Evergreen Health Hosts International Overdose Awareness Day in Buffalo and Jamestown, NY


Last week Evergreen Health hosted two events for International Overdose Awareness Day (Aug. 31), where we asked members of the community to join us in remembrance of those we’ve lost, to learn about what an overdose is and how to prevent it, and to learn about how to combat the opioid epidemic.

What are opioids? 
Opioids are medications that relieve pain. They reduce the intensity of pain signals reaching the brain and affect those brain areas controlling emotion, which diminishes the effects of a painful stimulus. Medications that fall within this class include hydrocodone (e.g., Vicodin), oxycodone (e.g., OxyContin, Percocet), morphine (e.g., Kadian, Avinza), codeine, and related drugs.

We heard powerful voices during these conversations; Evergreen’s staff told stories of clients that we’ve lost and helped, clients themselves told stories of loss and hope, community members came to recall the vitality of their loved ones before the epidemic took them, and political leaders joined us to listen and discuss the first steps our government is taking to stop this growing epidemic.

Evergreen Health staff with  Jamestown, NY Police Chief Snelling at an International Overdose Awareness Day at the Chautauqua Mall.

Many members of the community came to remember their loved ones and warn against denial; asking the audience to not fall victim to the falsely belief that the epidemic won’t affect you personally. In Erie County alone, the epidemic claims roughly 10 lives a week, stealing potential from our community, clawing back population gains, and leaving dozens of family members in grief at the loss of their mother, father, son, daughter, best friends –  the list goes on. The sudden, and fast paced loss of life, prompted Eire County Executive Mark Poloncarz to address the issue:

“We’re averaging about 10 deaths a week of Erie County residents as a result of the opiate epidemic,” Poloncarz said. “I want you to think about this, folks. It took a lot of years for Erie County to start seeing population gain after the drops in the late 1980s, 1990s and 2000. Finally, the population came back.”

Poloncarz went on to announce the creation of an Erie County Opioid Taskforce lead by County Health Commissioner Dr. Gale R. Burstein.

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Harm reduction can reduce toll of substance abuse

Source: This op-ed originally appeared in The Buffalo News, and was written by Emma Fabian, Evergreen Health’s Director of Substance User Health Policy. 

By Emma Fabian

Each morning I pick up a newspaper or log on to peruse online articles, and many of the headlines are about substance use. To be fair, it’s my professional responsibility to stay well versed on the topic, so I am particularly drawn to these stories. But I have a feeling that most Western New Yorkers these days would have to actually work to be unaware of the lack of treatment beds, the trend of heroin laced with deadly fentanyl or the stretches of days wherein Erie County lost 11 and 23 people.

These epidemic proportions are enough to make some wonder: is the world becoming increasingly unstable or do we just have more mechanisms for noticing instabilities that have been around for a long time?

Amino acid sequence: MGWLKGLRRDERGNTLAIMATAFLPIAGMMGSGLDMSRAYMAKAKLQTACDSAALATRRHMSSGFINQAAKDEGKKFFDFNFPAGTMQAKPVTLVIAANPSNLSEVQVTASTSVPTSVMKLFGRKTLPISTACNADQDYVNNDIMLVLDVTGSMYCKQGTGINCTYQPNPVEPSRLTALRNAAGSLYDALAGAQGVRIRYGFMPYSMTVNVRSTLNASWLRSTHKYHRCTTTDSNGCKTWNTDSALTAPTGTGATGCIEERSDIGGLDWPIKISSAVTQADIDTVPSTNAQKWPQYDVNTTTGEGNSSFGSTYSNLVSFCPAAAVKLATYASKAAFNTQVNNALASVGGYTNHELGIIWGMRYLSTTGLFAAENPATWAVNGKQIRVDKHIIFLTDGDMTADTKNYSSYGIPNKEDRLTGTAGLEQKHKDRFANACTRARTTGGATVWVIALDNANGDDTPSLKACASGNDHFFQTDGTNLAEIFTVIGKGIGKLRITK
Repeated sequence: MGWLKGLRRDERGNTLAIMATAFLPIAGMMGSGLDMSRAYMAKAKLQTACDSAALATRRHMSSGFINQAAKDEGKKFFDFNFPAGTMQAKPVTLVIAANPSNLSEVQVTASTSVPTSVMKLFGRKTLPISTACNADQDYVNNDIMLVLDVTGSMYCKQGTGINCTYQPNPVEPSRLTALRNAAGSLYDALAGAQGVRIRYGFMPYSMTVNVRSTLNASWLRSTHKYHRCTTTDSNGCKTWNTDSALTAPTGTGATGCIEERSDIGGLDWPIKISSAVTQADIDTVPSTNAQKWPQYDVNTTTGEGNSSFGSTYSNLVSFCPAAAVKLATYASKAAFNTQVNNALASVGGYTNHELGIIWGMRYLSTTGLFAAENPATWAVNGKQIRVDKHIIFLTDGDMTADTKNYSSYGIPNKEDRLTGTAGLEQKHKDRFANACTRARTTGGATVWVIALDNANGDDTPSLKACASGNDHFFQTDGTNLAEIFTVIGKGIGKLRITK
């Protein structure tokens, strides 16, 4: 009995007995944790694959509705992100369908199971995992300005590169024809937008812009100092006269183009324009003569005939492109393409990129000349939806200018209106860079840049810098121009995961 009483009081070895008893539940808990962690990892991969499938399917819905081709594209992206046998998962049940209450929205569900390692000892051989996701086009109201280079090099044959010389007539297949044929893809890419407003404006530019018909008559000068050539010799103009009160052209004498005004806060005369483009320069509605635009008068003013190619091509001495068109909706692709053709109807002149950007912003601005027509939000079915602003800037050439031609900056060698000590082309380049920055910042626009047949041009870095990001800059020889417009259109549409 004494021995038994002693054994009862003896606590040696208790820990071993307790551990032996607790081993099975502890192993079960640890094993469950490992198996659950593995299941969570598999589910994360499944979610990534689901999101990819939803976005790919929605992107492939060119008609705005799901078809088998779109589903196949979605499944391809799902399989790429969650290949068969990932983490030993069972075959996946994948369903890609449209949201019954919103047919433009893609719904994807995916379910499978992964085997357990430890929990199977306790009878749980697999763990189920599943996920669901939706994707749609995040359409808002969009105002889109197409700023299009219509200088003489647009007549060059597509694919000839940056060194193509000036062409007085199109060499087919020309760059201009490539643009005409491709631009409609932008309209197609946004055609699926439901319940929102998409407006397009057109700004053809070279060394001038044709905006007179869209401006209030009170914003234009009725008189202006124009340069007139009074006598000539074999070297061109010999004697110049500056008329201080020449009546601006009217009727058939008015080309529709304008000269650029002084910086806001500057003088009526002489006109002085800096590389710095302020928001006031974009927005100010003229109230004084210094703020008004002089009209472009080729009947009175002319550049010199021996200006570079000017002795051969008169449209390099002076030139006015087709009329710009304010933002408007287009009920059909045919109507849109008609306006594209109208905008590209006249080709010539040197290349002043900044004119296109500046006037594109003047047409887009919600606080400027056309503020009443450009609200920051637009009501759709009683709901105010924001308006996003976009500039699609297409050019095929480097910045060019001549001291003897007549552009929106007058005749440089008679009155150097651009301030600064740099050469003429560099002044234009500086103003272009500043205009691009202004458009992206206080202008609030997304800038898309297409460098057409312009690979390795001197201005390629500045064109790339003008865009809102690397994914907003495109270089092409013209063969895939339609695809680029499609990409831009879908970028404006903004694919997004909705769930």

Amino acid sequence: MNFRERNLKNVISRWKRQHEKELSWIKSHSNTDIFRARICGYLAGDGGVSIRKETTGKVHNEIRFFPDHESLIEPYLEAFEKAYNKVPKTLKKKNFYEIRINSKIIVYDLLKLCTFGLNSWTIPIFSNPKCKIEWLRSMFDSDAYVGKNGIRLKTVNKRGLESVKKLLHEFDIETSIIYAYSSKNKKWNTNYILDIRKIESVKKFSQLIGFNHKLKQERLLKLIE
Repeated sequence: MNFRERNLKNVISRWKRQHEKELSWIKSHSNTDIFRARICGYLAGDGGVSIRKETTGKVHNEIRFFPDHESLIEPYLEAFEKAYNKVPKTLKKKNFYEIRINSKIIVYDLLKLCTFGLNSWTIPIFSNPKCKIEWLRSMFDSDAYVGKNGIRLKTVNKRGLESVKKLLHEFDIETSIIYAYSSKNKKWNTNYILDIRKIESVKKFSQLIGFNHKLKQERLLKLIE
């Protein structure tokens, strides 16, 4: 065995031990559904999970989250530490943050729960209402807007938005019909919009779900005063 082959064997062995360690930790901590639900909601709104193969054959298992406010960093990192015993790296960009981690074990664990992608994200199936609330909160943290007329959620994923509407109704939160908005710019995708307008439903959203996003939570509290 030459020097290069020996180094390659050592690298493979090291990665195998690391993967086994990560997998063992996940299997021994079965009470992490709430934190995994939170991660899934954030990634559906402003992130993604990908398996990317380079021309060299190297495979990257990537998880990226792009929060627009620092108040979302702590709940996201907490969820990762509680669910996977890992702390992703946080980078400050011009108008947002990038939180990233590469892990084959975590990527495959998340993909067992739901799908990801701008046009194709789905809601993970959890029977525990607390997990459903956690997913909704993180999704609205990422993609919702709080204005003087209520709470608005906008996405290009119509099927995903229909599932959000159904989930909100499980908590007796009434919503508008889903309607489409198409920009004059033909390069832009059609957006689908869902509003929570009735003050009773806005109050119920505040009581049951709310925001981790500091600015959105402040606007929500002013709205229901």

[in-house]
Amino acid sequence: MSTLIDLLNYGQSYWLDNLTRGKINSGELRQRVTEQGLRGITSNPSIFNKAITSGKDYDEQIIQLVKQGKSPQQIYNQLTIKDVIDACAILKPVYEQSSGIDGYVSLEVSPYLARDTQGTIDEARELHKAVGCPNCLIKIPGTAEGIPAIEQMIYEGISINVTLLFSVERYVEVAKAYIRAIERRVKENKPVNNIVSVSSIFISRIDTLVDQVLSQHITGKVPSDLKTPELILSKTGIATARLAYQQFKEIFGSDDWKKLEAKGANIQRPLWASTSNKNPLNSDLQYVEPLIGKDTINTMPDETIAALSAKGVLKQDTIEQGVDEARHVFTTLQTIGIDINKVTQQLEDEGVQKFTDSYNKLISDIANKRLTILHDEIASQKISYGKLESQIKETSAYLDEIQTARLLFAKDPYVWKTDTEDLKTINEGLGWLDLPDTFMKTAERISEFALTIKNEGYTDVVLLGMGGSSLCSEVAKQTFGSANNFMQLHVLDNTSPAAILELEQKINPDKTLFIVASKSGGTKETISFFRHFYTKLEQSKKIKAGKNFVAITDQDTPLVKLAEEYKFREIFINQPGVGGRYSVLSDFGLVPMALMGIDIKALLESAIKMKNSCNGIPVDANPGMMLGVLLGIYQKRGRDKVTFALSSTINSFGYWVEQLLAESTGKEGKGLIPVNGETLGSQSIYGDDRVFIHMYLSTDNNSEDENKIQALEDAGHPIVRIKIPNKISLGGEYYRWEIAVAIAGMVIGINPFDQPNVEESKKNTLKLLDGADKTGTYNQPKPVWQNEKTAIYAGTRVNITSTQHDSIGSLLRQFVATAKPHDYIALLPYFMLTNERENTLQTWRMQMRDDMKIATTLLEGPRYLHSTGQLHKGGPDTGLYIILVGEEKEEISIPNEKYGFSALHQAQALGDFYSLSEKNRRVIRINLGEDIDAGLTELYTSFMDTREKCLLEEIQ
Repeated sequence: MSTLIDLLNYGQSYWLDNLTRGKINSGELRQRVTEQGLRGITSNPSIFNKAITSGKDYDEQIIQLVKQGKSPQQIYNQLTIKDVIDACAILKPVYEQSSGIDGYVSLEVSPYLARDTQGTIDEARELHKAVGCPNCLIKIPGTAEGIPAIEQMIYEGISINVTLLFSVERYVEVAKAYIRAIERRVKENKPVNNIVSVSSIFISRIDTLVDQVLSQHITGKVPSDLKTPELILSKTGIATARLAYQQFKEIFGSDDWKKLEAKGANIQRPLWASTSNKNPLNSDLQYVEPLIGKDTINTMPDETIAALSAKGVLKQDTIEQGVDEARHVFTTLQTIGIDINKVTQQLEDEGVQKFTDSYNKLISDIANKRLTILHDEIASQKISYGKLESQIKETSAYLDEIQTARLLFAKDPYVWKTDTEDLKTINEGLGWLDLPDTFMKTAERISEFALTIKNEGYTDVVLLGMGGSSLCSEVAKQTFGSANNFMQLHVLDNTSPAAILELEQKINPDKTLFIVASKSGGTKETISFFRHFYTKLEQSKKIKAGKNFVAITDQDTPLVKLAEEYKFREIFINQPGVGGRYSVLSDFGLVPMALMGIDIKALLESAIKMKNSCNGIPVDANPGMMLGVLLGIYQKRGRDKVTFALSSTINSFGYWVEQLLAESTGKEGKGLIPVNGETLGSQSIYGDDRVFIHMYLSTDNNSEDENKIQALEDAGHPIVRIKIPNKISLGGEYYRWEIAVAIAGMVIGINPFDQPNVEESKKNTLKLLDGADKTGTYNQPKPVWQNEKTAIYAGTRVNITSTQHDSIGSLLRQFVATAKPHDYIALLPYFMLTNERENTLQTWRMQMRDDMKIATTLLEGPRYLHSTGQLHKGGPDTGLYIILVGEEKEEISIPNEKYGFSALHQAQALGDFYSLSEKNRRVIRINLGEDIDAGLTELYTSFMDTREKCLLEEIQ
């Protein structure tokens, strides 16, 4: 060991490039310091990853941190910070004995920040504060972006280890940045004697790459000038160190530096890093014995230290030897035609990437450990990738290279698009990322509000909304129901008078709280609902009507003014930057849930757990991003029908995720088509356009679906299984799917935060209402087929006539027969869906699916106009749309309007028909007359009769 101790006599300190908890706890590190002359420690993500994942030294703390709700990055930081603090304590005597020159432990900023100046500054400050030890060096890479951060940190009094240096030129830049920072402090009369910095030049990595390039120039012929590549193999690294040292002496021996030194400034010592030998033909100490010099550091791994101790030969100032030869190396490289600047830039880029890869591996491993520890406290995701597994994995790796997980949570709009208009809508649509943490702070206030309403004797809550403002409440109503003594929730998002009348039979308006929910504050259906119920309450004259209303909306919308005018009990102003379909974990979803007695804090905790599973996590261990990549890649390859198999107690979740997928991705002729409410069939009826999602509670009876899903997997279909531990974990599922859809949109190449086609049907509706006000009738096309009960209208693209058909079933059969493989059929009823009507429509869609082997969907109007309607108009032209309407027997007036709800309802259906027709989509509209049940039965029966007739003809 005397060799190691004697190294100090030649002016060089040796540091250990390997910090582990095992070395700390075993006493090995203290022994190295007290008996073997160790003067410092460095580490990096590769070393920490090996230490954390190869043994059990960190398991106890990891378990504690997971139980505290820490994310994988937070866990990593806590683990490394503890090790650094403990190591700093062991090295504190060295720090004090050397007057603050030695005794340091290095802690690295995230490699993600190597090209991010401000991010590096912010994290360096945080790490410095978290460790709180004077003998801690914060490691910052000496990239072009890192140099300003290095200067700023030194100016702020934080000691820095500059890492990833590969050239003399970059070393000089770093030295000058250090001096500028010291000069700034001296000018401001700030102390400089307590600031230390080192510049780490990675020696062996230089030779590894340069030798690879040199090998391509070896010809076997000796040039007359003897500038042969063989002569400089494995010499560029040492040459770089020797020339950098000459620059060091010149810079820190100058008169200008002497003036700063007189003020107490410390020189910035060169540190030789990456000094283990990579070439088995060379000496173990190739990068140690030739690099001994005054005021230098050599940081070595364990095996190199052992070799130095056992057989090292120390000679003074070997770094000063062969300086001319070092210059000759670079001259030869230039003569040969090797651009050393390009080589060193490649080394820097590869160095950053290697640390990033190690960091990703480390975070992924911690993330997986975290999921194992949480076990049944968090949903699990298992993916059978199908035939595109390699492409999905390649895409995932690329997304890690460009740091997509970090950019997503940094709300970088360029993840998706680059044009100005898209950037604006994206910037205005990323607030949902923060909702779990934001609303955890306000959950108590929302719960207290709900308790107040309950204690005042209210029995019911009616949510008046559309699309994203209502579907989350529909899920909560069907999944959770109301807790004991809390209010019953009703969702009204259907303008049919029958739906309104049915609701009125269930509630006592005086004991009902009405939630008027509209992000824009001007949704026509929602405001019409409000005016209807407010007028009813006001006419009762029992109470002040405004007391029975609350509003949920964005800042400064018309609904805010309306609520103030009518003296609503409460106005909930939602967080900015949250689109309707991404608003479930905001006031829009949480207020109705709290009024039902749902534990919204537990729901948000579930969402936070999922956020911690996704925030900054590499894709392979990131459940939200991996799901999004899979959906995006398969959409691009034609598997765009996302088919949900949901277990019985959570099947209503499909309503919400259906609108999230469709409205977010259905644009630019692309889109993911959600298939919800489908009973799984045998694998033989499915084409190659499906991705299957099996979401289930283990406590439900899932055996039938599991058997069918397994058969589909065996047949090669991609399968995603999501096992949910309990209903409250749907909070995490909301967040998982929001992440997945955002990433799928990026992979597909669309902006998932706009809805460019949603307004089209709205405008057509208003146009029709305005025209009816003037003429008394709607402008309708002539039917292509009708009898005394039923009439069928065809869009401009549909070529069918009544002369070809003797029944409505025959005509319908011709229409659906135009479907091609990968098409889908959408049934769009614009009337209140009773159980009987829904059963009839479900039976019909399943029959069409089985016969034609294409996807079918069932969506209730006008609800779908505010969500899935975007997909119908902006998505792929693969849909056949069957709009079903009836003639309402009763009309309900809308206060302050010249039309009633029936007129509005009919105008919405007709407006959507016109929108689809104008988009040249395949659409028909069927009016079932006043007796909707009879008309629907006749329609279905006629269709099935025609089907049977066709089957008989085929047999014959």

This country has not historically confronted drug use effectively; most drug policies have failed and adversely affected marginalized communities and people of color. Couple that with the tragic number of lives lost in Western New York recently, and it’s not surprising people read headlines perplexedly.

In the face of this opiate crisis, Western New York and communities across the country have the opportunity – responsibility, really – to adopt the kind of paradigm shift that led to decreased HIV/AIDS transmissions during the 1980s and 1990s and helped people live longer, healthier lives. A shift of this magnitude involves addressing programming, policy and public opinion. This country did not get through the height of the HIV crisis by perpetuating the same types of traditional treatments despite low outcomes, refusing to fund alternative types of care and stigmatizing individuals as moral failures.

In actuality, we are already on a path toward a more effective response to substance use here. Harm reduction, substance use treatment that reduces the negative consequences associated with drug use, is becoming more recognized as a viable option. Every day at Evergreen Health, staff and participants demonstrate how harm reduction can help change and save lives. The agency is home to a large syringe exchange program and recently received funding from the state Department of Health to implement a substance user health hub. This, in and of itself, is a big step forward for the community. Furthermore, Erie County has developed a productive task force addressing the opiate epidemic.

If stakeholders in our community continue to think outside the box and forget cookie-cutter mentalities, we will get through, as we have before.

Today at 6 p.m., Evergreen Health will lead a public event at 67 Prospect Ave. to remember clients and community members who have passed away from overdoses and raise awareness about services many may not know about.

Emma Fabian is director of substance user health policy at Evergreen Health of Buffalo.

Are you a substance user or know someone who is? We’re here to talk if you need us. Learn more and contact us by clicking here or calling us at 716.845.0172.